The following chapter examines the WTO rules on freedom of transit contained in Article V GATT and Article 11 TFA and discusses the legal status of landlocked members thereunder. It specifically seeks to answer whether, and if so, how the WTO rules on freedom of transit shape the transit relationship between coastal and landlocked members inside and outside of transit agreements. Section I of the chapter assesses provisions of Article V GATT on freedom of transit, Section II the provisions on freedom of transit of Article 11 TFA, Section III the SDT provisions in the TFA and other WTO agreements, Sect. 5.3 tests the relationship of Article V GATT with Article 11 TFA and other WTO relevant rules and Sect. 5.4 concludes the chapter.
Suhailah Akbari

Chapter 6. WTO Law and Public International Law: Focus on UNCLOS Rules on Freedom of Transit of Landlocked States

Abstract
This chapter explores the relationship between WTO law and other sources of public international law with specific focus on the interaction between WTO rules on the freedom of transit and the UNCLOS rules on freedom of transit. In doing so, it particularly provides a comparative study of the UNCLOS rules on freedom of transit of landlocked State parties and assesses the possibility of WTO landlocked members to invoke their right in WTO dispute settlement proceedings.
Suhailah Akbari

Chapter 7. The Relationship Between Freedom of Transit and General and Security Exceptions Under WTO Rules

Abstract
Chapter 5 on WTO rules on the freedom of transit concluded that Article V GATT and Article 11 TFA impose an MFN obligation on WTO members to grant freedom of transit throughout their territories to traffic in transit. They further provide that any unnecessary restriction on the freedom of transit constitutes a violation of those provisions. However, the GATT embodies some general and security exceptions that allow members, if their conditions are fulfilled, to deviate from their GATT obligations including an obligation to grant free and unrestricted transit passage. These exceptions, set out in Articles XX and XXI GATT, support national trade policies and trade restrictive measures designed by members to protect, inter alia, life or health of humans, animals, plants; preserve the environment; secure compliance with national laws and safeguard their essential national security interests. Since the inception of the WTO, members frequently invoked these exceptions in order to justify their GATT inconsistent trade restrictive measures. There were 1118 QRs notified by members to the WTO as of May 2019, which 705 QRs or 75.1% notified QRs invoked Article XX GATT on general exceptions and 16.7% of them invoked Article XXI GATT on security exceptions. Similarly, members frequently invoked these exceptions before the WTO dispute settlement as a defense for prima facie violations of their GATT obligations.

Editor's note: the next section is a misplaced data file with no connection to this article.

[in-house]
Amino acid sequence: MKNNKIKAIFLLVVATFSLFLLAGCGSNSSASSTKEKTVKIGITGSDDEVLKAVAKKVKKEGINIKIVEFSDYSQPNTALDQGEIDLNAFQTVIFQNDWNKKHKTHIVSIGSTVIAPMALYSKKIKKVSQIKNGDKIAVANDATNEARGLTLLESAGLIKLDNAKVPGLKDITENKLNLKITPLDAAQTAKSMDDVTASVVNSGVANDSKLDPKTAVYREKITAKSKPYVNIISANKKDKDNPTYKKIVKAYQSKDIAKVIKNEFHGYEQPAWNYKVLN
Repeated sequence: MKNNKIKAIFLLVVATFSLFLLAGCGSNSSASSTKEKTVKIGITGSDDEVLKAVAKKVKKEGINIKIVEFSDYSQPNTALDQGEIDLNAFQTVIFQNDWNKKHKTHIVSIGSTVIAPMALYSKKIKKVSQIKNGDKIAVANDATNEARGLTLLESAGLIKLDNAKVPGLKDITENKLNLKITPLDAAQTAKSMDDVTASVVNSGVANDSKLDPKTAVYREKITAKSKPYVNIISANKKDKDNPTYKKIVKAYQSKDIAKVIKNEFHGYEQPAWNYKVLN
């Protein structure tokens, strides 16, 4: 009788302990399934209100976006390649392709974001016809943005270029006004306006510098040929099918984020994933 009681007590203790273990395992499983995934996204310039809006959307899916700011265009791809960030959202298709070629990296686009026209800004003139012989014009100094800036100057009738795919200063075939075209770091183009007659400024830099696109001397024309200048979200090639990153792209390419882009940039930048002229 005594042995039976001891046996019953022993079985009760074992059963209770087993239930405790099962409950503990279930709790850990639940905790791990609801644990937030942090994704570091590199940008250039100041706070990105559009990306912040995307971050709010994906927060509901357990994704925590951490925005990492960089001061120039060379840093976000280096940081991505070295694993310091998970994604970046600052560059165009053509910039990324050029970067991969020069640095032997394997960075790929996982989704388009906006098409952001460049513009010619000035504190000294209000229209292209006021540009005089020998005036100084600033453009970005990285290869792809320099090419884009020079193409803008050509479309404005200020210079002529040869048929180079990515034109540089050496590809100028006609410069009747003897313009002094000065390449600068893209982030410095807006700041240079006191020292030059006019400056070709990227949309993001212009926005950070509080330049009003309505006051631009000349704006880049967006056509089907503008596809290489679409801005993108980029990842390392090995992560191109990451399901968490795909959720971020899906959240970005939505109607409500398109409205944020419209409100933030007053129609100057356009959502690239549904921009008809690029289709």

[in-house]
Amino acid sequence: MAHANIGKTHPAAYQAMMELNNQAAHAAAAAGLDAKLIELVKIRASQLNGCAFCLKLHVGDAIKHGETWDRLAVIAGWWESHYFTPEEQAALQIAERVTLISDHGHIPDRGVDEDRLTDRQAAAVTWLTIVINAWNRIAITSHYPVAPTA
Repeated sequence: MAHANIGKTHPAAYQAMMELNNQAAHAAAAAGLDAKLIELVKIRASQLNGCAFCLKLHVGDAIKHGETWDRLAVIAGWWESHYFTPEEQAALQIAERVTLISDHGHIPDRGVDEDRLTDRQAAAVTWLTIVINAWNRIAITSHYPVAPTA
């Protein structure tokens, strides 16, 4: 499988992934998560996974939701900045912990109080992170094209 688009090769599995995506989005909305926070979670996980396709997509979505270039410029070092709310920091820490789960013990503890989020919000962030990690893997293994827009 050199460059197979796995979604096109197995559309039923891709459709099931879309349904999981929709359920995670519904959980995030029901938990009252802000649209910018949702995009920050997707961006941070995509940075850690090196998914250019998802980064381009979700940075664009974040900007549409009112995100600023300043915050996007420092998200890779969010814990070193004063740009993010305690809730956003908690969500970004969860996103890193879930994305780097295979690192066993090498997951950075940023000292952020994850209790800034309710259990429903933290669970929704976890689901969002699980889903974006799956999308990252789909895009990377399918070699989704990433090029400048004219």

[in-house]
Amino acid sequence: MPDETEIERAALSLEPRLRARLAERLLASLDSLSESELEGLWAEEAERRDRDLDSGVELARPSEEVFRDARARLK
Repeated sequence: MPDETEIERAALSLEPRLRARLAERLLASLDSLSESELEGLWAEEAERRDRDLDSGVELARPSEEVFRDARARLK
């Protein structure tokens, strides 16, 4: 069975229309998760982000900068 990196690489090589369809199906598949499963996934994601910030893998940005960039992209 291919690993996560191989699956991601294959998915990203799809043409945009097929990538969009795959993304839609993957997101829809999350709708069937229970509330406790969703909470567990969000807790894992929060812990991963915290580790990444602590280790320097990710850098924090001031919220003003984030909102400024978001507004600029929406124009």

Suhailah Akbari

Chapter 8. Implications of WTO Rules on Freedom of Transit and Security Exceptions for Afghanistan–Pakistan Transit Trade

Abstract
When Afghanistan obtained WTO membership, the main expectation was that the membership would help Afghanistan overcome its transit challenges with Pakistan, perhaps by challenging Pakistan in the WTO. This chapter assesses the implications of a WTO challenge against Pakistan’s transit ban and border closure measures. In doing so, it seeks to answer whether or not these measures can be justified under the GATT security exceptions and tries to set out the role APTTA security exceptions could play in the process. For this purpose, the chapter relies on the assessment carried out on in Russia – Traffic in Transit, a case presenting some similarities to the transit situation between Afghanistan and Pakistan. The chapter also tests the relationship of APTTA security exceptions with the GATT security exceptions and other regional trade agreements in force between Afghanistan and Pakistan, to examine how a dispute involving the mentioned transit challenges could be resolved when regional agreements provide conflicting provisions on these measures. For example, what happens if a fictitious Afghanistan-Pakistan regional agreement A contains a transit ban provision and another Afghanistan-Pakistan regional agreement B prohibits transit restrictions and further does not contain a general or security exception to certain measures otherwise inconsistent with that Agreement.
Suhailah Akbari

Chapter 9. Final Conclusions

Abstract
Throughout history landlocked States struggled to secure their rights to freedom of transit and free access to the sea by means of recognition through international conventions and multilateral agreements. This dissertation examined the WTO transit for landlocked countries, taking the landlocked LDC Afghanistan as a particular case study. In doing so, it discussed the recognition of the special transit needs of landlocked States by the WTO legal regime and provided a comparative study of the UNCLOS provisions on freedom of transit for landlocked countries.
Suhailah Akbari

Backmatter